When Davy Rothbart applied for a job at National Public Radio’s This American Life program, he was honest about his previous job experience: pizza delivery guy, ticket scalper, marijuana salesman. Ira Glass called him in for an interview anyway.
“I had no business getting the job because it was a job as a producer there. I had never had a job in radio before. I had never actually had a real job before,” Rothbart says.
“I was shocked.”
Rothbart didn’t get the job, but Glass was interested in some of the ideas he presented, and Rothbart began doing stories for the radio program. It’s indicative of the life the 37-year-old Michigan native seems to have led — random events leading to unforgettable stories, as a result of Rothbart’s persistent tendency to just pursue and see what happens.
That tendency is on display in his latest book, My Heart is an Idiot (Farrar, Strauss, and Giroux, 320 pages), a collection of essays. “Some are funnier, some are more serious, many are about love and relationships — my own misadventures in that arena — but a lot of them, too, are about interesting strangers and people I’ve met on the road over the last 10 years and the ways that meeting them changed my life in interesting ways,” Rothbart says.
With hints of David Sedaris, Chuck Klosterman and Chelsea Handler, Rothbart’s prose is at various times acerbic, rueful, gentle and poignant. He slips easily between crude and scandalous encounters (this book is not for children) and touching moments. Despite the fact that most of the loves mentioned in the book are finished or failed, Rothbart doesn’t look back with bitterness, but with a sense that each person who came in or left his life made it more interesting along the way.
Rothbart is best known for Found, a magazine he has produced for a decade, which collects and publishes “finds” — bits, notes and scraps of paper that people all over the world find and send in. The annual magazine has spun off into three books, a website and several tours, all of which he calls a “giant community art project.”
The first find, Rothbart says, was left mistakenly on his car one day. “It was this note on the windshield of my car, and it was addressed to Mario. And I read the thing, it says, ‘Mario, I f*ing hate you. You said you had to work. Why is your car here at her place? You’re a liar, I hate you, I hate you. Signed, Amber. P.S. Page me later?’
“So it was funny because she was so angry and upset with him, but that whole form of love, you know, ‘page me later.’ But, of course, it wasn’t even Mario’s car, it was my car.”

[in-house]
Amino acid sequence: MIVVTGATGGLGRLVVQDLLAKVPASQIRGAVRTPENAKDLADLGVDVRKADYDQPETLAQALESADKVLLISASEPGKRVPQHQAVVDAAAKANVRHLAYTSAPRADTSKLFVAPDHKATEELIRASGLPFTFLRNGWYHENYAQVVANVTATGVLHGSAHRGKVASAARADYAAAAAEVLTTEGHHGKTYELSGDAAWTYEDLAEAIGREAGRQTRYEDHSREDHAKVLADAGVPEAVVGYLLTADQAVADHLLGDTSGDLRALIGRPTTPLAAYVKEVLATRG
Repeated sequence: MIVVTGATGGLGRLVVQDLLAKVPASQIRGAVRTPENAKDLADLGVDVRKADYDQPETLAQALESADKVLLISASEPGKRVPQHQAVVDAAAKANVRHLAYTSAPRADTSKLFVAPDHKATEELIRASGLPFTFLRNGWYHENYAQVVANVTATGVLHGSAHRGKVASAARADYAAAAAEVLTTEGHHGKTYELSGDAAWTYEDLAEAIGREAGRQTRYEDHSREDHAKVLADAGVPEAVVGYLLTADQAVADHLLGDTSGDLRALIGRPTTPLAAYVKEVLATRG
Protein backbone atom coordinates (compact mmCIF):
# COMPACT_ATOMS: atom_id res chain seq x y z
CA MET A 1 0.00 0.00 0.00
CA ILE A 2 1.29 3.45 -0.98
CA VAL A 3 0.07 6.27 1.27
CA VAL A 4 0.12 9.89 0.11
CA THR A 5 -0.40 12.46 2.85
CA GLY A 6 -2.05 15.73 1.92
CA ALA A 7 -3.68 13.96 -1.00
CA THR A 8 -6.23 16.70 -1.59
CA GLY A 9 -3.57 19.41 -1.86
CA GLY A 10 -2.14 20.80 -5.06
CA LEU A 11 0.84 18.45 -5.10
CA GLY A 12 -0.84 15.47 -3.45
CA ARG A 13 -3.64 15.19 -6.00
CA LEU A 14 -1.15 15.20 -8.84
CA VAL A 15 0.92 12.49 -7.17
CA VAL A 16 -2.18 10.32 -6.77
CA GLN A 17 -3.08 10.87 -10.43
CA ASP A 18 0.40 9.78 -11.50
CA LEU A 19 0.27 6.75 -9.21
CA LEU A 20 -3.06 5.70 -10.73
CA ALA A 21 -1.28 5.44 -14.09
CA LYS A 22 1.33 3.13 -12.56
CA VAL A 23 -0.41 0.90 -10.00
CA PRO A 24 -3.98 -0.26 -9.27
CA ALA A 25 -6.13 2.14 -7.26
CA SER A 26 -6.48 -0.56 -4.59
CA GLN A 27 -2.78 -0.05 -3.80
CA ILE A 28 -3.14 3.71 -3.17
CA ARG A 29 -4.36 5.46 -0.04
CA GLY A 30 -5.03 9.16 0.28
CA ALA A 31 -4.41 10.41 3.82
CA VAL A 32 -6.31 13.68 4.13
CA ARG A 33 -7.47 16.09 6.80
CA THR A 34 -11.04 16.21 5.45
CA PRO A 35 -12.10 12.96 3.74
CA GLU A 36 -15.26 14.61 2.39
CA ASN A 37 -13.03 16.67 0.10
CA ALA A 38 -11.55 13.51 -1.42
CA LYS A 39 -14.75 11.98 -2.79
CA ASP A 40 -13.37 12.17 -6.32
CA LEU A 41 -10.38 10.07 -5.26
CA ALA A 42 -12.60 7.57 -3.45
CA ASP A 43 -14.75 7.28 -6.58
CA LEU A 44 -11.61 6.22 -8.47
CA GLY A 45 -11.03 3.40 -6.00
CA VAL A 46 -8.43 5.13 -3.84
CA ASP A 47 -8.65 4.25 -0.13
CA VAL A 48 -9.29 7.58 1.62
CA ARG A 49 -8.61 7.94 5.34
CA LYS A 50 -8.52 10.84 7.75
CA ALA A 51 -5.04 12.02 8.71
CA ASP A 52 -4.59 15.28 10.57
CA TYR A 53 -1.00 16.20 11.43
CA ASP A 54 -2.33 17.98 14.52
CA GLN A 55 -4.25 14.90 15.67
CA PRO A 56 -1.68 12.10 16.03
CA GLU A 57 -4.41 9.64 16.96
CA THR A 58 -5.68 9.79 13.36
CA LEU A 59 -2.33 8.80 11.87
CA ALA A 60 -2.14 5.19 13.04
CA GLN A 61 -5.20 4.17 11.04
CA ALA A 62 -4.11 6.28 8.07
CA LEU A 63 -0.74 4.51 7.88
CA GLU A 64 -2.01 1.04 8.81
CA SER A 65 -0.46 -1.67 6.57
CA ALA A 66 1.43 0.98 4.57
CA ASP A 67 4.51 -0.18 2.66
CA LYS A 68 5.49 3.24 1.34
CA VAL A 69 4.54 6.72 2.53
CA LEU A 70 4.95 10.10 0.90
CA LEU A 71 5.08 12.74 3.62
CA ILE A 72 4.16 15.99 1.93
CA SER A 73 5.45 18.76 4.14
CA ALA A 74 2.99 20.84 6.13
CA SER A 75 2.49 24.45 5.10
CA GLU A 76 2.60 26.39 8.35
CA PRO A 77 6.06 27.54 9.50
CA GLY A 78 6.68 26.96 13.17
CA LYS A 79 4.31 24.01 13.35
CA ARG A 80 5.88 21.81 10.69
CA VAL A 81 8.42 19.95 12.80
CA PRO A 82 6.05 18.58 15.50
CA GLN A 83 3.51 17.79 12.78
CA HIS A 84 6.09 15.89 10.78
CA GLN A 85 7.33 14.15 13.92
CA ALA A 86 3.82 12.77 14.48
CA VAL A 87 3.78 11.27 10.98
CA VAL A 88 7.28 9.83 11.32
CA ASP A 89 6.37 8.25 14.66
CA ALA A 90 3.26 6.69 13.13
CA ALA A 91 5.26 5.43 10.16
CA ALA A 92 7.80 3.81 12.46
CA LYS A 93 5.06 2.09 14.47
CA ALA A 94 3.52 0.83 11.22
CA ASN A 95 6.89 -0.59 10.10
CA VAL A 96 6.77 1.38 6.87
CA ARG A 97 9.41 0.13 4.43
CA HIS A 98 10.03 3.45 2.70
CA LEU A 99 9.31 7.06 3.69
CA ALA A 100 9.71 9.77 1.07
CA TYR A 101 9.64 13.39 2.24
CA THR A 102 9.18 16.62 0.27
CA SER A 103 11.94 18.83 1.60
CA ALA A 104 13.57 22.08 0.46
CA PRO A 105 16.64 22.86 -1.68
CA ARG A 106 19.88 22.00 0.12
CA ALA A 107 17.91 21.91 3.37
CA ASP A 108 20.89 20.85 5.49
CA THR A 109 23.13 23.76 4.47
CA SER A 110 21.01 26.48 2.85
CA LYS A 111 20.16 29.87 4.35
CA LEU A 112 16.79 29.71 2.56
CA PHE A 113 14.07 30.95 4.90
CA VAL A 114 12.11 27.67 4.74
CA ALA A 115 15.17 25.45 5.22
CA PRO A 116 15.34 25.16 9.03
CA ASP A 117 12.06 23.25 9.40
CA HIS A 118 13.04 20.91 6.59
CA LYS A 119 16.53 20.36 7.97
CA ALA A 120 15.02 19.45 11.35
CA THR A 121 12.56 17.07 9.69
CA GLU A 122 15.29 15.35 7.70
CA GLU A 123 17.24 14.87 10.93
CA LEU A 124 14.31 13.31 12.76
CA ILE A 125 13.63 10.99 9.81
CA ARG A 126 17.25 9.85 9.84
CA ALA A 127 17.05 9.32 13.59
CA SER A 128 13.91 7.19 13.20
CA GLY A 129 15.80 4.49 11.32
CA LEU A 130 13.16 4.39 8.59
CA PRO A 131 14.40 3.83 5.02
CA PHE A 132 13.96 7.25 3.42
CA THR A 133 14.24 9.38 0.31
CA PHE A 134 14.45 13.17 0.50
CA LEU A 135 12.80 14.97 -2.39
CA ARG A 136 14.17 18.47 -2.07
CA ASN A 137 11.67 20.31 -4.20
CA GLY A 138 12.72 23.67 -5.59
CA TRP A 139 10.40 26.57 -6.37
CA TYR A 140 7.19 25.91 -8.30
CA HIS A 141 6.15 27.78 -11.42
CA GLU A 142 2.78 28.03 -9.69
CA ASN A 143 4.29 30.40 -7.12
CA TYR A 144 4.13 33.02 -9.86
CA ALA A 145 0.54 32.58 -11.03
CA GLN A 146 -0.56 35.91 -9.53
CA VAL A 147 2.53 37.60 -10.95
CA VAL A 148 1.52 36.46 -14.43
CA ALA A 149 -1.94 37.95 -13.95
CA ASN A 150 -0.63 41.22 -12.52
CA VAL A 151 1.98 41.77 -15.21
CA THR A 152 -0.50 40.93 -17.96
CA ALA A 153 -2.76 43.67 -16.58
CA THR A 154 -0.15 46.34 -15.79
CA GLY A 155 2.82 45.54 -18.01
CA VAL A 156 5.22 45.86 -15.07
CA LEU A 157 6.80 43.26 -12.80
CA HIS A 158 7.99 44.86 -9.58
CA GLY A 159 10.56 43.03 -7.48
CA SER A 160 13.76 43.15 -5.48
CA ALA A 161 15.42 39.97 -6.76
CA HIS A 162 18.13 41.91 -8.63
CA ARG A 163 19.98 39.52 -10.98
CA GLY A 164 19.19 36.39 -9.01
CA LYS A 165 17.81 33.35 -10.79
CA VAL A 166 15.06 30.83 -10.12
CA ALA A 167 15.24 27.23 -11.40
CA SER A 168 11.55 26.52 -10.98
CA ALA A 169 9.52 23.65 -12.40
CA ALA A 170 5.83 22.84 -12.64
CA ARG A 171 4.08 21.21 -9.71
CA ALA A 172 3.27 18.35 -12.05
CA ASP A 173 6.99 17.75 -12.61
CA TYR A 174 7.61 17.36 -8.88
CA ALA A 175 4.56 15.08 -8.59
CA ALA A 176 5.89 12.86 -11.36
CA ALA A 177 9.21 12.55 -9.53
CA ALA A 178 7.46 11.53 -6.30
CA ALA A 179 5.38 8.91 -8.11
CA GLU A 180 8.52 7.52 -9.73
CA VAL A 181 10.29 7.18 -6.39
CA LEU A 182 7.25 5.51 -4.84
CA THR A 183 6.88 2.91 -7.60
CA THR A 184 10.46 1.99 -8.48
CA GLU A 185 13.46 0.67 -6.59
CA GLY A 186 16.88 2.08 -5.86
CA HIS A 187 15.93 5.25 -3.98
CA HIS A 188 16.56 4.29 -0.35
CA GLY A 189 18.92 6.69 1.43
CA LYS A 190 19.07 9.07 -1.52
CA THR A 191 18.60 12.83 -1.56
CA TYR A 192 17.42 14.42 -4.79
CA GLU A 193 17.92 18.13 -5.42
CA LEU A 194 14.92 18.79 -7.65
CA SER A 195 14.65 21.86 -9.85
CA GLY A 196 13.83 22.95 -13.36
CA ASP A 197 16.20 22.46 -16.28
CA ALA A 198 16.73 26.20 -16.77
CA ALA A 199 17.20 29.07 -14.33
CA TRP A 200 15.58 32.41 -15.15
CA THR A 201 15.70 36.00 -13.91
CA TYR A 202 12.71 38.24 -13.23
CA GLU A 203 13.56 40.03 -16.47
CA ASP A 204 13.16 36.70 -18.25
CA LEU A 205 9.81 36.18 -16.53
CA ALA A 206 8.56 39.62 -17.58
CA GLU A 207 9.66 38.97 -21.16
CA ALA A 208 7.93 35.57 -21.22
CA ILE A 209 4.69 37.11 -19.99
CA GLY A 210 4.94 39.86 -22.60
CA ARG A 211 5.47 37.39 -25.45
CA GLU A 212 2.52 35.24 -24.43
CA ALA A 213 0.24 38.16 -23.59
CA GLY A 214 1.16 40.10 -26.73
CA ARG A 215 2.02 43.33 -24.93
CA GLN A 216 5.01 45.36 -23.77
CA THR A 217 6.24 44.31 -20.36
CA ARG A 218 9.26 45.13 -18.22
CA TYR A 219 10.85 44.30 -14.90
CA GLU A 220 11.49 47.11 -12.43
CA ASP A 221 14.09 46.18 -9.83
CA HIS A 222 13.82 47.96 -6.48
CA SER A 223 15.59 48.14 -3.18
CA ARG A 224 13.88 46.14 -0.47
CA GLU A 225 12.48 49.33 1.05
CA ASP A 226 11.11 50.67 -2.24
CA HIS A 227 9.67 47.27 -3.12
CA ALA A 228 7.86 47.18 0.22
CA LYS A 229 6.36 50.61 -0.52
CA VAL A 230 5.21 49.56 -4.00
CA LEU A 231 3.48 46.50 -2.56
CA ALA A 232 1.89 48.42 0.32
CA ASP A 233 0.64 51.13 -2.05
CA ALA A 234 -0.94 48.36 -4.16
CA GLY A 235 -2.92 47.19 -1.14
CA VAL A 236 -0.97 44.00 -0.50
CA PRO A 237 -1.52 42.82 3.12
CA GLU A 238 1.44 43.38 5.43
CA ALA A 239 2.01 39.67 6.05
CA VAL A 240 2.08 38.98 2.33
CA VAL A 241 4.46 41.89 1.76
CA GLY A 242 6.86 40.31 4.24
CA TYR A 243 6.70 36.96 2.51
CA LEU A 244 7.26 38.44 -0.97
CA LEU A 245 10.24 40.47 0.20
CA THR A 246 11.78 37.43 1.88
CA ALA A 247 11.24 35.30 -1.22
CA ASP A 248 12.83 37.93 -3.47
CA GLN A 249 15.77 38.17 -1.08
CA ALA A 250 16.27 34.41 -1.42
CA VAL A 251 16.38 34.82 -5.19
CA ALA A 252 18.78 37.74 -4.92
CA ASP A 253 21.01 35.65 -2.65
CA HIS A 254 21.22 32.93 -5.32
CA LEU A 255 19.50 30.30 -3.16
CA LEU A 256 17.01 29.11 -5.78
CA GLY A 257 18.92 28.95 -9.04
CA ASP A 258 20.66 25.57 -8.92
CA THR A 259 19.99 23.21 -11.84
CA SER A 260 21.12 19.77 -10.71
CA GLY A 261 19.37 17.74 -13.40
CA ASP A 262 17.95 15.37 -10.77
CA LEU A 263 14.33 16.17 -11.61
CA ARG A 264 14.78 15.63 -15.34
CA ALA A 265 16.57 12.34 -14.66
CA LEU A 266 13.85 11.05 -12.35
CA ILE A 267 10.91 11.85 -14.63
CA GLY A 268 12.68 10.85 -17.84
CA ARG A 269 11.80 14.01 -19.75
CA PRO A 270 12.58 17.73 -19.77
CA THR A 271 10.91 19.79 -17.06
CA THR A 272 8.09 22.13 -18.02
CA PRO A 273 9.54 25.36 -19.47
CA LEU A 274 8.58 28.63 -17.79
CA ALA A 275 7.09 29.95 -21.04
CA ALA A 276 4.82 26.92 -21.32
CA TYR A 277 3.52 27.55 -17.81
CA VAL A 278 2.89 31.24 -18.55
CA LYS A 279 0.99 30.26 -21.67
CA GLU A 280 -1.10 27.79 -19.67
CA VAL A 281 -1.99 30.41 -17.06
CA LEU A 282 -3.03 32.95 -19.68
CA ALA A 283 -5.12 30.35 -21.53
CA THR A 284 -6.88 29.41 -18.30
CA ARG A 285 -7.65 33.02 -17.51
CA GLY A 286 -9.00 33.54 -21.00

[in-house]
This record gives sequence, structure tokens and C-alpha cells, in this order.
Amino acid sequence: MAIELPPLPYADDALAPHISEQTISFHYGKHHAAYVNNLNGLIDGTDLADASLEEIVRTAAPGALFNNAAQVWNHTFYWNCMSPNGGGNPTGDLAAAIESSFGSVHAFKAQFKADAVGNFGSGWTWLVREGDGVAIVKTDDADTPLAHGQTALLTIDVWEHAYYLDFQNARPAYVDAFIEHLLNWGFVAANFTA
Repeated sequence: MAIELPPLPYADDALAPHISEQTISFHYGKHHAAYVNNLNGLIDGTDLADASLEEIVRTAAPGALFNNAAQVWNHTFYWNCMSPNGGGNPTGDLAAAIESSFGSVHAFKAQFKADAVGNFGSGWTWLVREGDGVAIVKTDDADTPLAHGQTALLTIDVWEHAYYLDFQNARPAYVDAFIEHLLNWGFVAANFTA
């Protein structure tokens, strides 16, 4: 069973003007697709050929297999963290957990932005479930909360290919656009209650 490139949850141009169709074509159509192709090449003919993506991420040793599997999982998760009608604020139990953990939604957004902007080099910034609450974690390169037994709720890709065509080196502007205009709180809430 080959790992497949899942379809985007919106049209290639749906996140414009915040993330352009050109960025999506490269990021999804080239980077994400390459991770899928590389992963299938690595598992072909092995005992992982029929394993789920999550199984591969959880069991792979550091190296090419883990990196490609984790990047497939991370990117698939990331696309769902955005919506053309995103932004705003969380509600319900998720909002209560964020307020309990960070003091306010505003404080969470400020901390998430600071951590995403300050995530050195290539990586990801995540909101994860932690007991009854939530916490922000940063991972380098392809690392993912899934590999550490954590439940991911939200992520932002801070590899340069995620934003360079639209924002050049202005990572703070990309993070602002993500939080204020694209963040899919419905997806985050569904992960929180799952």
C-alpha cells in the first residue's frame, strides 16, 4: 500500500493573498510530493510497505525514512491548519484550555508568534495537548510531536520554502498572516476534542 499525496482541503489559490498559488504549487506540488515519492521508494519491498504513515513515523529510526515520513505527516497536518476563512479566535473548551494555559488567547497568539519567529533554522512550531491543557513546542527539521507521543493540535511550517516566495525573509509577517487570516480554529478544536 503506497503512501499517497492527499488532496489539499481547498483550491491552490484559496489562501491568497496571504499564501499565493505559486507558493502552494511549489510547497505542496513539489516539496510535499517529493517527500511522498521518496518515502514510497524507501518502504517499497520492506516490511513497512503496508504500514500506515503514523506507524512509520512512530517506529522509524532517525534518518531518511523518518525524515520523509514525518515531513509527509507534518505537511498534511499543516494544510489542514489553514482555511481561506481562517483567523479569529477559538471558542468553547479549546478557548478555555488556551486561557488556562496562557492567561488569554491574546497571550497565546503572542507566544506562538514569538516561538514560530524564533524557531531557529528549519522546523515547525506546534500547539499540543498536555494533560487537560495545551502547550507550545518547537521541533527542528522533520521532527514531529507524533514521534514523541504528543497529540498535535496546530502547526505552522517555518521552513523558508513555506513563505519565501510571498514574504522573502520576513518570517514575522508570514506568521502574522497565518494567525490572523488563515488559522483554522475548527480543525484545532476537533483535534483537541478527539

After showing the note to friends who in return showed him bits they had saved, Rothbart realized others shared his fascination with little scraps of paper and lost life. He and a cousin threw together the first magazine and went to Kinkos to print 50 copies.
“The dude working there, he was like, ‘Man this is awesome, let’s make 800 copies,’” Rothbart says. So they did. Rothbart and his friends held a release party for 100 people — each bought a copy for $5. Unfortunately, that left Rothbart with 700 copies filling his apartment in boxes.
His roommate wasn’t pleased, especially since Rothbart was leaving for a trip. When he returned a few weeks later, all the boxes were gone: So many people came by to buy copies. “The neighbors had called the police; they thought he was selling drugs out of the apartment. Day and night, people would be knocking or ringing the doorbell,” Rothbart says.
Rothbart keeps busy by writing for the popular sports and pop-culture website Grantland and doing occasional stories for This American Life. He also works one night every year at Bell’s Pizza in Ann Arbor, Mich., where he got his first job.
“New Year’s Eve is their busiest night of the year,” he says. “They always need extra help and, you know, people never know what to do for New Year’s, so I always like having my plan already intact, so I work for Bell’s. It’s kind of fun, you get to duck your head into like 40 different parties. … It’s kind of like a nostalgic night, I drive around the city, and I know all the streets like the back of my hand in Ann Arbor, and I just deliver pizzas.”
It sounds like the start to one of his stories: an innocuous adventure filled with promise.
This story first appeared in The Jackson Free Press.